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Music Review: Hero – Hero

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On the self-titled debut of hip-hop group HERO, Jamaican-born MC E-Dot declares that “this is for all y’all out there witnessing the madness I’m witnessing.” Working from this simple statement, E-Dot, and producer-extraordinaire Darp Malone, craft a debut LP that pushes the packaged boundaries of hip-hop music.

The topics of the 15 tracks flip from introspective examinations on the struggle of everyday life, to the bliss and stress of the significant love in your life. E-Dot’s rhymes ascend the facile label of “consciousness rap” which unfairly has dogged the likes of Talib Kweli. His rhymes are honest, intelligent, and, simply, good. He has the ability to take seemingly mundane subjects and create clever, interesting stories out of them. E-Dot derides the stereotypes that are expected from rappers, especially on the album’s best — and shortest — track: “Be Aware.”

There isn’t a contrived lyric on the album, which is remarkable when considering the range of topics that are discussed. The guest MCs that show up on the first-half of the album include the newcomers Loer Velocity, Verbal E, and the veteran Wordworth. Loer Velocity, who sounds like a young, gravelly-voiced AZ, shows that he’s an up-and-comer to watch closely. And Wordsworth lays down his reliable rhymes on one of the album’s many standouts, “They Don’t Care.”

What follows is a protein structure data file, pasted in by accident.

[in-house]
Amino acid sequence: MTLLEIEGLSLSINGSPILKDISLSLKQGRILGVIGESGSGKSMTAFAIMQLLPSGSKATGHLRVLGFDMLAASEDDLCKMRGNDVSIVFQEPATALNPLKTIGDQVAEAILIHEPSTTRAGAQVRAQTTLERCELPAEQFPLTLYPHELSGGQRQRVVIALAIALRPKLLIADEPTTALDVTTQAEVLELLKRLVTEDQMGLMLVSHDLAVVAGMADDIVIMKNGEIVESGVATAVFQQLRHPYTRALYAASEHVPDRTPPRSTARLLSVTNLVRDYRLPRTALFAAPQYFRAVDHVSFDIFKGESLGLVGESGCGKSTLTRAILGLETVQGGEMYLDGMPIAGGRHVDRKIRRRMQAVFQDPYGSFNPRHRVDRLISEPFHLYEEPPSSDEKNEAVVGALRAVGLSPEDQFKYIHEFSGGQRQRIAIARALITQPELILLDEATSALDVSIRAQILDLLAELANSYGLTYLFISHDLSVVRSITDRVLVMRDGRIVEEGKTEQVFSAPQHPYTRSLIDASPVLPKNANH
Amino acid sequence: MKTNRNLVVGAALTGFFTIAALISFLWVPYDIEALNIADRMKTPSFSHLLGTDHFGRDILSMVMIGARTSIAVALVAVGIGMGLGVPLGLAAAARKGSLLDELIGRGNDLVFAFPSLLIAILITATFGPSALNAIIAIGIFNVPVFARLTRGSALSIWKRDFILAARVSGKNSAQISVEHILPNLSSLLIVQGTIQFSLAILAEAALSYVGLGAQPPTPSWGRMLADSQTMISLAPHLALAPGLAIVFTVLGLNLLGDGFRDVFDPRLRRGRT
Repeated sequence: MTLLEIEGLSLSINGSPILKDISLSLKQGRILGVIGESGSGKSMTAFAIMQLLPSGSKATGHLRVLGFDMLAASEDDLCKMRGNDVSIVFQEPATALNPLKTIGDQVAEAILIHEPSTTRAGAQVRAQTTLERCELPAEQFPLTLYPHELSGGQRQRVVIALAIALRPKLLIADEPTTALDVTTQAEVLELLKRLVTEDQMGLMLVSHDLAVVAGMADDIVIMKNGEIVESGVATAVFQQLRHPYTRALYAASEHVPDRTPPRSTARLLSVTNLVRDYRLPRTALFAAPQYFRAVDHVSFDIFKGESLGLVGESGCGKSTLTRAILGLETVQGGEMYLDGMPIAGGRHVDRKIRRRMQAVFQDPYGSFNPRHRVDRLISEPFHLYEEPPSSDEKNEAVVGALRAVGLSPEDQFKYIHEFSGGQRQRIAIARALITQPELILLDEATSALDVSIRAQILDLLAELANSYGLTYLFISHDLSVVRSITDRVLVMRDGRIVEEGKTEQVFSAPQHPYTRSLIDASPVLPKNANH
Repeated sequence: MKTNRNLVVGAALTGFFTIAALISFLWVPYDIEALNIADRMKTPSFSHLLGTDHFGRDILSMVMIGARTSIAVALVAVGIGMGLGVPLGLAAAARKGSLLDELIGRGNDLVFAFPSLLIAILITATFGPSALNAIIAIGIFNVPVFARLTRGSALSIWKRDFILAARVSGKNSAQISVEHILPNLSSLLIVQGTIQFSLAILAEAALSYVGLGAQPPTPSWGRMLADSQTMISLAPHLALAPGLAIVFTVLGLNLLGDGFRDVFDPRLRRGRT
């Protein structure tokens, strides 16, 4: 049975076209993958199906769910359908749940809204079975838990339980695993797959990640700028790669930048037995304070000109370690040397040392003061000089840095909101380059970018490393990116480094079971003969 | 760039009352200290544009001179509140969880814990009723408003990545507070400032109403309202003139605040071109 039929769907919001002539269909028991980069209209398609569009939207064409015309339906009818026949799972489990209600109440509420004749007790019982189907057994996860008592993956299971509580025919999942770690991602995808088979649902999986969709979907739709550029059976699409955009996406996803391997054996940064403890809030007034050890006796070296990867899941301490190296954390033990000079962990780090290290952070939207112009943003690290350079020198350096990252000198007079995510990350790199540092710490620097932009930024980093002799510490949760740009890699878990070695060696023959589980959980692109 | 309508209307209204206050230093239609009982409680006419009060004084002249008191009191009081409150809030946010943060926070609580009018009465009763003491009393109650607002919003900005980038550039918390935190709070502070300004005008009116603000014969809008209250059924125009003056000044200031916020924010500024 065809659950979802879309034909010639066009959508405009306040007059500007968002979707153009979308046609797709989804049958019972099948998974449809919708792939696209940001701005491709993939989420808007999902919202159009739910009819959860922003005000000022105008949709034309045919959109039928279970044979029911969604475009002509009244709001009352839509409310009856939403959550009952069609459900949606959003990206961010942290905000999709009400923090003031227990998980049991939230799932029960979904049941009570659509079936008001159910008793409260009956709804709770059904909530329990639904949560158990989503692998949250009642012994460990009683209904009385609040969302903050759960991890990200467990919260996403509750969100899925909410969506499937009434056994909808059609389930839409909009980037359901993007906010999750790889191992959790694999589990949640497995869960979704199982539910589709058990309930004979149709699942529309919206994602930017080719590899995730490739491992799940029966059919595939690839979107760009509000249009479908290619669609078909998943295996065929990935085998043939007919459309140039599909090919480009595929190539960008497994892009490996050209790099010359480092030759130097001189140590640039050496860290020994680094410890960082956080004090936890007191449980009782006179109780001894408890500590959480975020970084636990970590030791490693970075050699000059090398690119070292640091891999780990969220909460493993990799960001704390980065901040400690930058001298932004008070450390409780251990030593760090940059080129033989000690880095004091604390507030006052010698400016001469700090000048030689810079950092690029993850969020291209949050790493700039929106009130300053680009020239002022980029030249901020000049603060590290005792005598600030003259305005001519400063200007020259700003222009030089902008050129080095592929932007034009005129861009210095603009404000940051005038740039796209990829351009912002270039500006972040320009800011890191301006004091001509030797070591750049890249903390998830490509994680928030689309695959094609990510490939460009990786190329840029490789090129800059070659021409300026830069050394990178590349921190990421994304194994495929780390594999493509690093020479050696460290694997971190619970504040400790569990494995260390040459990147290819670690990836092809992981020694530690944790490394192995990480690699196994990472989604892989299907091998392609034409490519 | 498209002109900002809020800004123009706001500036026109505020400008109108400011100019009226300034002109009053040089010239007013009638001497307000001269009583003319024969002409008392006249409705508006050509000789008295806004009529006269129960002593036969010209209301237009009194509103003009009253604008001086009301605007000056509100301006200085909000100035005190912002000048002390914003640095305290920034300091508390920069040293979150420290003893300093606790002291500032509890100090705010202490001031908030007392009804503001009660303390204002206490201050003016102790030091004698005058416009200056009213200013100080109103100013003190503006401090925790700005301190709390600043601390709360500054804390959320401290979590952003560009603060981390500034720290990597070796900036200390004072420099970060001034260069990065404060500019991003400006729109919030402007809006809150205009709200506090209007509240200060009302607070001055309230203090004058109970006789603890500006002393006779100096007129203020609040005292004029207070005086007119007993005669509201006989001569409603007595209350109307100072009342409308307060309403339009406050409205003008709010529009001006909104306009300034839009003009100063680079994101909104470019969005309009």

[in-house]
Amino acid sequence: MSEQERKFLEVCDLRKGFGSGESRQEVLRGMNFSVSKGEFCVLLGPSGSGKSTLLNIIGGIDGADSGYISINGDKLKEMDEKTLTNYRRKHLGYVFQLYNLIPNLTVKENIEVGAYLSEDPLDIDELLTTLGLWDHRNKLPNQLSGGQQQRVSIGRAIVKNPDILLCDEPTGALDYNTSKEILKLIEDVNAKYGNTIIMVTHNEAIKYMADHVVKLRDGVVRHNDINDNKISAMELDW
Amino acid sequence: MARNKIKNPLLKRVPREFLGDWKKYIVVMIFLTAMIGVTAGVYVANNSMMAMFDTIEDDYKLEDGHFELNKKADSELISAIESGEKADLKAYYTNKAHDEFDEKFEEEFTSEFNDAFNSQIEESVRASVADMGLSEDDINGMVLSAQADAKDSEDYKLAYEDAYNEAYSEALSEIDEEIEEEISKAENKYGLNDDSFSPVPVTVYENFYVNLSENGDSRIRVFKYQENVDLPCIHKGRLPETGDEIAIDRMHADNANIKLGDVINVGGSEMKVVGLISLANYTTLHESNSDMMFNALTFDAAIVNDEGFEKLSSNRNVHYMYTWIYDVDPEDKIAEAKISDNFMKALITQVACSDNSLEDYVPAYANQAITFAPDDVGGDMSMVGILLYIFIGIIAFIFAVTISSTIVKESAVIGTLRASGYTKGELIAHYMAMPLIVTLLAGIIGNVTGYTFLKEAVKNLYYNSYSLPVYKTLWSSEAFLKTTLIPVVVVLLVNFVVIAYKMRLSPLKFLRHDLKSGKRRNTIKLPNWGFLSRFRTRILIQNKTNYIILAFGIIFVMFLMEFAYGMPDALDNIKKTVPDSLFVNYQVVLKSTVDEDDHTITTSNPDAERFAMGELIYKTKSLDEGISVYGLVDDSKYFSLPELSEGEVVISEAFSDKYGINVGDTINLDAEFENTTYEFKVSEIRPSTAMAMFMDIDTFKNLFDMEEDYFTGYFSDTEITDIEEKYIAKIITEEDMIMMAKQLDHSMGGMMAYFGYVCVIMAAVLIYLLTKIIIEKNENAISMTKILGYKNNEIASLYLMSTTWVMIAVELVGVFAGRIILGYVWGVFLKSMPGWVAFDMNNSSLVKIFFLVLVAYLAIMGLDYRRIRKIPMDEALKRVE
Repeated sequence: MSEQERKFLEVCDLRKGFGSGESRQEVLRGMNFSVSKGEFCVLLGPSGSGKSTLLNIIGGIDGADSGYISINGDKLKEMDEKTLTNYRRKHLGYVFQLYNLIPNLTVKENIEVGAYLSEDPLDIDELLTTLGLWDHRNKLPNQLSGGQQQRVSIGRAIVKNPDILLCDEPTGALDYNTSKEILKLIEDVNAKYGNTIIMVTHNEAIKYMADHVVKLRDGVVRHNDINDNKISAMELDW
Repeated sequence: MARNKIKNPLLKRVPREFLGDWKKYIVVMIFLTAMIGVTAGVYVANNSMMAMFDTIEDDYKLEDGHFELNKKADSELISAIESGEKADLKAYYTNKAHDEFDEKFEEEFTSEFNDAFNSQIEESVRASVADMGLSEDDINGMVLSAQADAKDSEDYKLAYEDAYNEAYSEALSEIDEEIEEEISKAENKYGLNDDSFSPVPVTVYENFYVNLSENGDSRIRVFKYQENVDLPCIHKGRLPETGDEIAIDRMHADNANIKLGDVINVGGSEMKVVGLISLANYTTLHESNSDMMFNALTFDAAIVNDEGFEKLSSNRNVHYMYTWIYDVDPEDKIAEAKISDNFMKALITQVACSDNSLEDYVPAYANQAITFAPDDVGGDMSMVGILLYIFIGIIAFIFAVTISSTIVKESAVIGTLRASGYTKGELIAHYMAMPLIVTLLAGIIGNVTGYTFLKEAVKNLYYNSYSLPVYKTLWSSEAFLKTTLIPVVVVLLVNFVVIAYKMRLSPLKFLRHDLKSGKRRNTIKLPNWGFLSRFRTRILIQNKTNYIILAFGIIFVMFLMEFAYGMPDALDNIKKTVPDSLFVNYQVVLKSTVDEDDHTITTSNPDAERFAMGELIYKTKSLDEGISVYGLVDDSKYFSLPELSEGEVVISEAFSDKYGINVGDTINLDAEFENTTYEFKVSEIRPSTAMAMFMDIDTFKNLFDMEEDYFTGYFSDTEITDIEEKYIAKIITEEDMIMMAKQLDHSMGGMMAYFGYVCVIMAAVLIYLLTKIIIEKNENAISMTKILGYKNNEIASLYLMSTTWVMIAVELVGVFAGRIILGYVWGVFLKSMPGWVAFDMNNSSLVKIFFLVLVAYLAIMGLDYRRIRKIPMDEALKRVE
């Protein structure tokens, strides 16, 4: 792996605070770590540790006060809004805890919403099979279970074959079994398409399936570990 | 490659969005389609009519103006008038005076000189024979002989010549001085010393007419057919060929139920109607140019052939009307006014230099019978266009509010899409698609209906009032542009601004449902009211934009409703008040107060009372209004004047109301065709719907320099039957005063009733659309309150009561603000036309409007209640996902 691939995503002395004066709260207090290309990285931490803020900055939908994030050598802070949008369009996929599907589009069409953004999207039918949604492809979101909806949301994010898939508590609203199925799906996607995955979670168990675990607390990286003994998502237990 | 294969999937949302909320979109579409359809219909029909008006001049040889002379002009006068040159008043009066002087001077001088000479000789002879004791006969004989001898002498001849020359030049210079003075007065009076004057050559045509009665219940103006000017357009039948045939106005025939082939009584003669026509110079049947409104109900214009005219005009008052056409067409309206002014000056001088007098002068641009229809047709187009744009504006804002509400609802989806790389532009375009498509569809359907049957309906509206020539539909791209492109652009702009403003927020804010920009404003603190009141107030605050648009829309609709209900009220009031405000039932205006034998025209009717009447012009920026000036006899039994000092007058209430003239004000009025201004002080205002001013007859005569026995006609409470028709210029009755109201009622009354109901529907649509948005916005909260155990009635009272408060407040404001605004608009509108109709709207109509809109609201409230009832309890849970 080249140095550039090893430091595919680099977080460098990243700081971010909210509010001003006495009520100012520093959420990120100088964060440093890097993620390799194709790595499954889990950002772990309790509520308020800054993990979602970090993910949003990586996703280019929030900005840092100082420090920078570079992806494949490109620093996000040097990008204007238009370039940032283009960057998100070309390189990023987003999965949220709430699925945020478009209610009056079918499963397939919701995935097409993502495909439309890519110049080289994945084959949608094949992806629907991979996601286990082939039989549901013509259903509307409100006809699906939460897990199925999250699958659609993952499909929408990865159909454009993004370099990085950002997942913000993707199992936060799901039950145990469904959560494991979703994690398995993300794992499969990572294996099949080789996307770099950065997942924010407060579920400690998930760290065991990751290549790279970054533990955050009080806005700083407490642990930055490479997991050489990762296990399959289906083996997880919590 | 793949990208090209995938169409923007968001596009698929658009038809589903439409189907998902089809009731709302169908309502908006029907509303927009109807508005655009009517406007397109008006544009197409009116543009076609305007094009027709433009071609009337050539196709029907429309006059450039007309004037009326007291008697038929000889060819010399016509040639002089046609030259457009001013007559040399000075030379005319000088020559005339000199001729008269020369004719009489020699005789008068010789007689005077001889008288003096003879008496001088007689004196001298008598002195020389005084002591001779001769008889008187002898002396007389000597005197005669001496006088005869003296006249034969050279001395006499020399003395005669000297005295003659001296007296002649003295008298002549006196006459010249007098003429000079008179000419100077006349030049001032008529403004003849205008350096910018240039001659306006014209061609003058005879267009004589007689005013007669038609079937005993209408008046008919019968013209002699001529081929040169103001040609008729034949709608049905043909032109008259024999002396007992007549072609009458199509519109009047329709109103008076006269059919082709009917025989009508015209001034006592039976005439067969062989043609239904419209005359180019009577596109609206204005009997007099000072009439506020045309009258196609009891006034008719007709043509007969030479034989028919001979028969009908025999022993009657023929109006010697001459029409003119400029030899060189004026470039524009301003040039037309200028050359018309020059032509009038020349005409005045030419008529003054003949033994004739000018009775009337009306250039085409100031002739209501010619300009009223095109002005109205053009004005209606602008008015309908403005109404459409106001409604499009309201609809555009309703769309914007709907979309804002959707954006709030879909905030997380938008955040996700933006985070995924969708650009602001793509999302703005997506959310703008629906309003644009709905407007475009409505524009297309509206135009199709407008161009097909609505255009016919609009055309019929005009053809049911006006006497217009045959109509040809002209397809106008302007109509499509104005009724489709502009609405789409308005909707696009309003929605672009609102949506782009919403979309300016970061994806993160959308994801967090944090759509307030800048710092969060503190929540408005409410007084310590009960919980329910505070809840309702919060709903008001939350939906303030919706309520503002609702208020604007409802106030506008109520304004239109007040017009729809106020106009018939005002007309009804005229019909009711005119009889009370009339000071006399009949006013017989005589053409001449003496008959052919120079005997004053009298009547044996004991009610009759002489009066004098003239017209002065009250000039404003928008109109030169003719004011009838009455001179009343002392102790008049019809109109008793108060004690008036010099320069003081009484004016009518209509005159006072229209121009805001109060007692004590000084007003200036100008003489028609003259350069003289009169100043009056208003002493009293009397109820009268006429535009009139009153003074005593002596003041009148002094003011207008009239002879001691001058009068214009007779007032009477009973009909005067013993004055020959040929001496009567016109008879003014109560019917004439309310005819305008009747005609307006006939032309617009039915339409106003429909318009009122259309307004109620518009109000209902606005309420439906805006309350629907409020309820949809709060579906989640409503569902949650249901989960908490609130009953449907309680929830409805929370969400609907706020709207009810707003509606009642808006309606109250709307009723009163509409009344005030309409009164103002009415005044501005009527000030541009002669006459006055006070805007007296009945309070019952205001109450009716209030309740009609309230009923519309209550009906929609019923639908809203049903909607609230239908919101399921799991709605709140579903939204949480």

As impressive as the wordplay and singing is throughout the album, the production by Darp Malone deserves special acknowledgement. He incorporates many distinct-musical elements in every track, like flutes, saxophones, and guitars, emerging as a worthy heir to Blackalicious’ Chief Xcel. Each track features drum tracks, which sound like they were performed by a live drummer, and bass lines that carry the rhythm effortlessly while never overshadowing the rest of the sounds.

And Darp Malone uses many fantastic sounds on Hero which includes awesome use of pianos, organs, keyboards, and synths. The work on the track “Denial” sounds as if Stevie Wonder showed up to the session for a guest spot. Darp Malone deftly manages the pop-inflections of the single “Mogadishu,” induces straight-up hip-hop on “Feel Good,” and achieves an intimate, lounge feeling on all of the album’s laid-back tracks. Even more noteworthy, Darp Malone sings quite impressively on several cuts like “Lonely Sunday” and “On My Side,” lending the proceedings with a voice that equals John Legend’s.

E-Dot and Darp Malone have affirmed that HERO’s purpose is to emancipate the minds and ears of their listeners. With this debut, they're well on their way. The album is available at the Thirsty Music site.

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